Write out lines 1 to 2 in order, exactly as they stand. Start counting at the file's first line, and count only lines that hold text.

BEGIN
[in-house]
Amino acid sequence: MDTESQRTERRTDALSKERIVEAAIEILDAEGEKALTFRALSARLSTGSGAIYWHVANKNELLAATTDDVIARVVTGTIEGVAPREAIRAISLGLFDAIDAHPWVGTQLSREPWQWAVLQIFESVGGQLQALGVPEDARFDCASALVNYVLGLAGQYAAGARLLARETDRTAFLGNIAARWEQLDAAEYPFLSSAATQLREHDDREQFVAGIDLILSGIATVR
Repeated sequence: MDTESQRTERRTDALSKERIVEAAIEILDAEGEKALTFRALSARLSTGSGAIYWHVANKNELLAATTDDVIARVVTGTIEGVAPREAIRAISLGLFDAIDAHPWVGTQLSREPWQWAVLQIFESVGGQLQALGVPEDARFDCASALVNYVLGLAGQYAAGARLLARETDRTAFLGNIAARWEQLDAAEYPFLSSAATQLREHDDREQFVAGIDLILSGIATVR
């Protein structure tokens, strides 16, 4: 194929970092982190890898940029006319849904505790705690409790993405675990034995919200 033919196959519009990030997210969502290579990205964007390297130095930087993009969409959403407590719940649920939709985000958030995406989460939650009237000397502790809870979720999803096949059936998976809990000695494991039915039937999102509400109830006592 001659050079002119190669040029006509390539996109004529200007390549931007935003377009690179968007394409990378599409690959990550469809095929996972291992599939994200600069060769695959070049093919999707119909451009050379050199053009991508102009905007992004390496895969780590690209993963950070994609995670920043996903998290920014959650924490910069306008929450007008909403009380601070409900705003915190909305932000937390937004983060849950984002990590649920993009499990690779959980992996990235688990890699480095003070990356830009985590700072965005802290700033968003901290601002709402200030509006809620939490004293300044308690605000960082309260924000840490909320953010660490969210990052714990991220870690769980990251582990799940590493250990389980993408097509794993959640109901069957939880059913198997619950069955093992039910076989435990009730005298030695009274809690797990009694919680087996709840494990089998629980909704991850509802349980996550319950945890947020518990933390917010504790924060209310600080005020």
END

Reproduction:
[in-house]
Amino acid sequence: MDTESQRTERRTDALSKERIVEAAIEILDAEGEKALTFRALSARLSTGSGAIYWHVANKNELLAATTDDVIARVVTGTIEGVAPREAIRAISLGLFDAIDAHPWVGTQLSREPWQWAVLQIFESVGGQLQALGVPEDARFDCASALVNYVLGLAGQYAAGARLLARETDRTAFLGNIAARWEQLDAAEYPFLSSAATQLREHDDREQFVAGIDLILSGIATVR